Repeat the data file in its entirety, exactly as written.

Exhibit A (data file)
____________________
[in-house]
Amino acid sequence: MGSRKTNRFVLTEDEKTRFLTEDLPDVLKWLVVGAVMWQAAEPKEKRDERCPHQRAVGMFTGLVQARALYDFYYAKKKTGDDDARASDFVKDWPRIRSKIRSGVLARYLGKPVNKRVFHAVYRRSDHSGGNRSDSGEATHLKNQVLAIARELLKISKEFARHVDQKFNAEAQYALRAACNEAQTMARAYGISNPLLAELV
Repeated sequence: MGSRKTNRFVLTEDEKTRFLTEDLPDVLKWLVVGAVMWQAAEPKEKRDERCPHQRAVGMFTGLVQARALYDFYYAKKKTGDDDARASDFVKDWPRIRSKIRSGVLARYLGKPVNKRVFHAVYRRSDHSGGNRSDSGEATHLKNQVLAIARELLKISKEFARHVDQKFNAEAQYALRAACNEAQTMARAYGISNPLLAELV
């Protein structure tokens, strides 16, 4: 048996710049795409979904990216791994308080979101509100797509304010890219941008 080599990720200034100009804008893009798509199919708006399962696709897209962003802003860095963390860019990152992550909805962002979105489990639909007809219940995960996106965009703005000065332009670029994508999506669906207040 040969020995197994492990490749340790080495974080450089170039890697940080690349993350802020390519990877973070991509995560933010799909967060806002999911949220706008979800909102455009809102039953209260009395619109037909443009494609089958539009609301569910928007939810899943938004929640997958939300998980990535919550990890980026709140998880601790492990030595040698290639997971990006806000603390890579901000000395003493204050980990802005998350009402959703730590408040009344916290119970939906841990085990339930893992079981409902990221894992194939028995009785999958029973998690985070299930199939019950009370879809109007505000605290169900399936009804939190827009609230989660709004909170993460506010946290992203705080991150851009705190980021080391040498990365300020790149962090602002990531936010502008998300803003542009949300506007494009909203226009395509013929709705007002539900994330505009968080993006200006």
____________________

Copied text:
[in-house]
Amino acid sequence: MGSRKTNRFVLTEDEKTRFLTEDLPDVLKWLVVGAVMWQAAEPKEKRDERCPHQRAVGMFTGLVQARALYDFYYAKKKTGDDDARASDFVKDWPRIRSKIRSGVLARYLGKPVNKRVFHAVYRRSDHSGGNRSDSGEATHLKNQVLAIARELLKISKEFARHVDQKFNAEAQYALRAACNEAQTMARAYGISNPLLAELV
Repeated sequence: MGSRKTNRFVLTEDEKTRFLTEDLPDVLKWLVVGAVMWQAAEPKEKRDERCPHQRAVGMFTGLVQARALYDFYYAKKKTGDDDARASDFVKDWPRIRSKIRSGVLARYLGKPVNKRVFHAVYRRSDHSGGNRSDSGEATHLKNQVLAIARELLKISKEFARHVDQKFNAEAQYALRAACNEAQTMARAYGISNPLLAELV
């Protein structure tokens, strides 16, 4: 048996710049795409979904990216791994308080979101509100797509304010890219941008 080599990720200034100009804008893009798509199919708006399962696709897209962003802003860095963390860019990152992550909805962002979105489990639909007809219940995960996106965009703005000065332009670029994508999506669906207040 040969020995197994492990490749340790080495974080450089170039890697940080690349993350802020390519990877973070991509995560933010799909967060806002999911949220706008979800909102455009809102039953209260009395619109037909443009494609089958539009609301569910928007939810899943938004929640997958939300998980990535919550990890980026709140998880601790492990030595040698290639997971990006806000603390890579901000000395003493204050980990802005998350009402959703730590408040009344916290119970939906841990085990339930893992079981409902990221894992194939028995009785999958029973998690985070299930199939019950009370879809109007505000605290169900399936009804939190827009609230989660709004909170993460506010946290992203705080991150851009705190980021080391040498990365300020790149962090602002990531936010502008998300803003542009949300506007494009909203226009395509013929709705007002539900994330505009968080993006200006």